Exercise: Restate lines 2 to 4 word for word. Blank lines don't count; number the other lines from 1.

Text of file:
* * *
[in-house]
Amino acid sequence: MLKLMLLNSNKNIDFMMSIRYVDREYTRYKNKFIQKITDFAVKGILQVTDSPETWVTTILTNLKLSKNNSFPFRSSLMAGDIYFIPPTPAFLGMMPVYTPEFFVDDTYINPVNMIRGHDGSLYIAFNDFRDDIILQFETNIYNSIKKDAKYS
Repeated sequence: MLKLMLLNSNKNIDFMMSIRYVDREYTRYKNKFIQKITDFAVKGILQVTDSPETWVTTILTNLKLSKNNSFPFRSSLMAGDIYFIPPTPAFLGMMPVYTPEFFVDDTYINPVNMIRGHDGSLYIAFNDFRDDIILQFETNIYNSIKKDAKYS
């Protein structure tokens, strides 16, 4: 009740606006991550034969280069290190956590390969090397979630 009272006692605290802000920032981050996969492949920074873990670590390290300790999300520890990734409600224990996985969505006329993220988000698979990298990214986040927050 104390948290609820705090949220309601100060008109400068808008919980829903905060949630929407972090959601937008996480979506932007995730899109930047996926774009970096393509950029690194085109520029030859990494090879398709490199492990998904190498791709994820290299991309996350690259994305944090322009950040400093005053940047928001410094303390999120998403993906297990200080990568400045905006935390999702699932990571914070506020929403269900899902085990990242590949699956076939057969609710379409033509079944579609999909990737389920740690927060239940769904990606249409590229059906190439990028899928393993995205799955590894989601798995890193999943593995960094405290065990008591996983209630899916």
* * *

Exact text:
Amino acid sequence: MLKLMLLNSNKNIDFMMSIRYVDREYTRYKNKFIQKITDFAVKGILQVTDSPETWVTTILTNLKLSKNNSFPFRSSLMAGDIYFIPPTPAFLGMMPVYTPEFFVDDTYINPVNMIRGHDGSLYIAFNDFRDDIILQFETNIYNSIKKDAKYS
Repeated sequence: MLKLMLLNSNKNIDFMMSIRYVDREYTRYKNKFIQKITDFAVKGILQVTDSPETWVTTILTNLKLSKNNSFPFRSSLMAGDIYFIPPTPAFLGMMPVYTPEFFVDDTYINPVNMIRGHDGSLYIAFNDFRDDIILQFETNIYNSIKKDAKYS
């Protein structure tokens, strides 16, 4: 009740606006991550034969280069290190956590390969090397979630 009272006692605290802000920032981050996969492949920074873990670590390290300790999300520890990734409600224990996985969505006329993220988000698979990298990214986040927050 104390948290609820705090949220309601100060008109400068808008919980829903905060949630929407972090959601937008996480979506932007995730899109930047996926774009970096393509950029690194085109520029030859990494090879398709490199492990998904190498791709994820290299991309996350690259994305944090322009950040400093005053940047928001410094303390999120998403993906297990200080990568400045905006935390999702699932990571914070506020929403269900899902085990990242590949699956076939057969609710379409033509079944579609999909990737389920740690927060239940769904990606249409590229059906190439990028899928393993995205799955590894989601798995890193999943593995960094405290065990008591996983209630899916």